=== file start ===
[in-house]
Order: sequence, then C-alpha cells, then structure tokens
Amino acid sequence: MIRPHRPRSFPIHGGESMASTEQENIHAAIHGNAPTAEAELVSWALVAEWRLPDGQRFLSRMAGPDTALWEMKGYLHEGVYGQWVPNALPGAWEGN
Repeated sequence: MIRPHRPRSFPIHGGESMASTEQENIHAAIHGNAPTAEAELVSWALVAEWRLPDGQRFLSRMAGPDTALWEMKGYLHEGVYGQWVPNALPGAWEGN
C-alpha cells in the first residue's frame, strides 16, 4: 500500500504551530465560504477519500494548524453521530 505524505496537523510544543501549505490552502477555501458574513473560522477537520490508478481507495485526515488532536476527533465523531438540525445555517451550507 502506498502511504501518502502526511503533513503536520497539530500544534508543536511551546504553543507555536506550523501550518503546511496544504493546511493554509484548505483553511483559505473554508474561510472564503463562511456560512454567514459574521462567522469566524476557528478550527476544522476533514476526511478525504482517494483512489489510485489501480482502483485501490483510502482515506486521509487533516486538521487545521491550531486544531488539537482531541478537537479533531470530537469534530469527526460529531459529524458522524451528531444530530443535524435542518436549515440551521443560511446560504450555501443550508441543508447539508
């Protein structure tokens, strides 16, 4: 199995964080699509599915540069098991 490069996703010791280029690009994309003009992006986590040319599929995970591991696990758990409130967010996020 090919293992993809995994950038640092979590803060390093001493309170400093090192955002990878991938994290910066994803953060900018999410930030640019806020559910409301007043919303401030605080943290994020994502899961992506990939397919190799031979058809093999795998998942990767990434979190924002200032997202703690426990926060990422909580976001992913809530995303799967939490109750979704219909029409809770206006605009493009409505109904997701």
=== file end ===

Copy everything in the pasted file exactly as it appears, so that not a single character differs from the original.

[in-house]
Order: sequence, then C-alpha cells, then structure tokens
Amino acid sequence: MIRPHRPRSFPIHGGESMASTEQENIHAAIHGNAPTAEAELVSWALVAEWRLPDGQRFLSRMAGPDTALWEMKGYLHEGVYGQWVPNALPGAWEGN
Repeated sequence: MIRPHRPRSFPIHGGESMASTEQENIHAAIHGNAPTAEAELVSWALVAEWRLPDGQRFLSRMAGPDTALWEMKGYLHEGVYGQWVPNALPGAWEGN
C-alpha cells in the first residue's frame, strides 16, 4: 500500500504551530465560504477519500494548524453521530 505524505496537523510544543501549505490552502477555501458574513473560522477537520490508478481507495485526515488532536476527533465523531438540525445555517451550507 502506498502511504501518502502526511503533513503536520497539530500544534508543536511551546504553543507555536506550523501550518503546511496544504493546511493554509484548505483553511483559505473554508474561510472564503463562511456560512454567514459574521462567522469566524476557528478550527476544522476533514476526511478525504482517494483512489489510485489501480482502483485501490483510502482515506486521509487533516486538521487545521491550531486544531488539537482531541478537537479533531470530537469534530469527526460529531459529524458522524451528531444530530443535524435542518436549515440551521443560511446560504450555501443550508441543508447539508
């Protein structure tokens, strides 16, 4: 199995964080699509599915540069098991 490069996703010791280029690009994309003009992006986590040319599929995970591991696990758990409130967010996020 090919293992993809995994950038640092979590803060390093001493309170400093090192955002990878991938994290910066994803953060900018999410930030640019806020559910409301007043919303401030605080943290994020994502899961992506990939397919190799031979058809093999795998998942990767990434979190924002200032997202703690426990926060990422909580976001992913809530995303799967939490109750979704219909029409809770206006605009493009409505109904997701």